When news came back in June that a black South Carolina man was shot to death by a white co-worker and his corpse was dragged 11 miles behind a truck, it recalled the bloody lynchings of the old Jim Crow South (not to mention the 1998 dragging murder of Texan James Byrd). Yesterday, more than 100 people marched on the courthouse in Newberry, S.C., to demand that Anthony Hill's death be considered a hate crime. It might seem incredible that there is any question whether racism played a role in Hill's death, given the historic use of death by dragging in Southern lynchings, but South Carolina has no hate-crimes statute, and it's up to the U.S. Department of Justice to decide whether it is a hate crime. Meanwhile, it seems to many that the wheels of justice are rolling far too slowly.
Police have Collins in custody, having arrested him a few hours after the incident.
That's not enough, said Malik Zulu Shabazz, president of the New Black Panther Party, the primary speaker at Saturday's event. He claimed during Saturday's rally that Collins did not act alone and implied he should be put to death for the crime.
Instead, Shabazz said, law enforcement is sitting on its hands in an obvious hate crime.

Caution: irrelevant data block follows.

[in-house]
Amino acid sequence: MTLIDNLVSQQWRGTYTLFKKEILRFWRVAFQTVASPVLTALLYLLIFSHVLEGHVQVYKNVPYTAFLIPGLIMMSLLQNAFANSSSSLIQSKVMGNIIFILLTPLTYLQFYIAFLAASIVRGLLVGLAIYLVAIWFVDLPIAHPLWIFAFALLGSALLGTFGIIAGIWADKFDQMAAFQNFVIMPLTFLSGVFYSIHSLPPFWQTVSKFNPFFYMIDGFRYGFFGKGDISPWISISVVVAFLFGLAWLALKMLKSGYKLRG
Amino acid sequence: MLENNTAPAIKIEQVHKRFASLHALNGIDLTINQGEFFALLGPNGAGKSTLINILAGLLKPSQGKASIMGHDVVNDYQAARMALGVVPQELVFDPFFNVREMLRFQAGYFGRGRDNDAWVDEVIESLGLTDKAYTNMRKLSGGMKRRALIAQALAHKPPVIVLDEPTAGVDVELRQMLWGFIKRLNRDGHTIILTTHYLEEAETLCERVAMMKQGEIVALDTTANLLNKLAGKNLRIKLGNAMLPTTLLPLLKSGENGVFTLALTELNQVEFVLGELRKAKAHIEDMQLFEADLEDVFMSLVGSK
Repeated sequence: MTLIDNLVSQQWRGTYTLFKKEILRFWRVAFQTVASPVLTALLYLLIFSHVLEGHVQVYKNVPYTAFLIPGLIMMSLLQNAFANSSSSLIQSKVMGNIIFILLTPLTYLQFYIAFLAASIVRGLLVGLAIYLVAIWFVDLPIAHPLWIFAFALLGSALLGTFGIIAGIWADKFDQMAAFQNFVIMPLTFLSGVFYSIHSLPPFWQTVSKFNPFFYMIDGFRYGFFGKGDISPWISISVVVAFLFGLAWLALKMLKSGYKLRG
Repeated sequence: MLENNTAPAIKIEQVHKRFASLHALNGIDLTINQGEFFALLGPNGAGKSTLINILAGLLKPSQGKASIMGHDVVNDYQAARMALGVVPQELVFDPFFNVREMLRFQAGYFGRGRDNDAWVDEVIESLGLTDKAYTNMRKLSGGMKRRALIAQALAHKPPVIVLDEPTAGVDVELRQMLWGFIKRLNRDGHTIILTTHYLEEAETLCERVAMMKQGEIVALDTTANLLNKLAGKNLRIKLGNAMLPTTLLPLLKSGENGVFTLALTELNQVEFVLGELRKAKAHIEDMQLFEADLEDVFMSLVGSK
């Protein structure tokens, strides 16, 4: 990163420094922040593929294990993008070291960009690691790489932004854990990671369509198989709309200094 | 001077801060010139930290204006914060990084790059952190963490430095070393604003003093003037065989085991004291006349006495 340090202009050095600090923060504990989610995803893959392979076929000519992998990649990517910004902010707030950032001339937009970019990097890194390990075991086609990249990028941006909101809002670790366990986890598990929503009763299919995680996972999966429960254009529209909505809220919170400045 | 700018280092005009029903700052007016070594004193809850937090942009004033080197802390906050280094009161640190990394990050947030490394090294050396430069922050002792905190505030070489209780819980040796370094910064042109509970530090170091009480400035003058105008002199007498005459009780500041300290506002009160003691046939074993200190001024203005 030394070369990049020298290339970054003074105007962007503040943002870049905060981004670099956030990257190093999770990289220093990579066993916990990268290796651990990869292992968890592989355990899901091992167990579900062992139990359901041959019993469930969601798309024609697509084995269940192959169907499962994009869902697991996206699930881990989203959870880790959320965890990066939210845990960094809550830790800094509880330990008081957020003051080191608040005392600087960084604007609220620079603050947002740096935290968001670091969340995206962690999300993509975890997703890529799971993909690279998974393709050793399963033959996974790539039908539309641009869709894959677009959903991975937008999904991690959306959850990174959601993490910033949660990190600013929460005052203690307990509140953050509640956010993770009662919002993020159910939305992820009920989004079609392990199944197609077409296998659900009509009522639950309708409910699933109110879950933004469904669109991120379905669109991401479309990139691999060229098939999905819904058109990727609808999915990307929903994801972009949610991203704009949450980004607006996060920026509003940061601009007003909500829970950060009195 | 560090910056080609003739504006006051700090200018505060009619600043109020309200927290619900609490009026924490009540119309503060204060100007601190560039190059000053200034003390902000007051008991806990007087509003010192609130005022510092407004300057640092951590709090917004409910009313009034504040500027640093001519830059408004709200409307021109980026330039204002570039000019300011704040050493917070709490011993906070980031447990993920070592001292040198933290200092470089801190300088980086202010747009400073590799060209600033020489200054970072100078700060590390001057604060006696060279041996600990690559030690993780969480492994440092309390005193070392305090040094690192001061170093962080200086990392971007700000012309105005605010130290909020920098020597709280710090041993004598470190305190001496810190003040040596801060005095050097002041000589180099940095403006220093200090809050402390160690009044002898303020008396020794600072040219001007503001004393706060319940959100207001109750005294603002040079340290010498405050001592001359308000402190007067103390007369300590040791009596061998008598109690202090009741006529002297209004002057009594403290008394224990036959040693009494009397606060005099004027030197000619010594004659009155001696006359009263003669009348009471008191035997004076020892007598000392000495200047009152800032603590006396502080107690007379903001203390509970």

"This case is an outrage. Gregory Collins has not even been indicted. That's right. Over 40 days after (the) dragging and murder," Shabazz yelled to the crowd through a megaphone on the court house steps. "When a man is dragged behind a pickup truck, that is a modern day lynching."
But is it a hate crime, fueled by racial hatred?
Those interviewed in the crowd disagreed.
Some said the brutal nature of the crime is an undeniable echo of the South's racially intolerant past when black men were lynched for failing to obey white men's rules.
Others suspect that this was a crime of passion, the details of which have yet to be released to the public. Rumors swirl that Collins and Hill were at odds over a woman.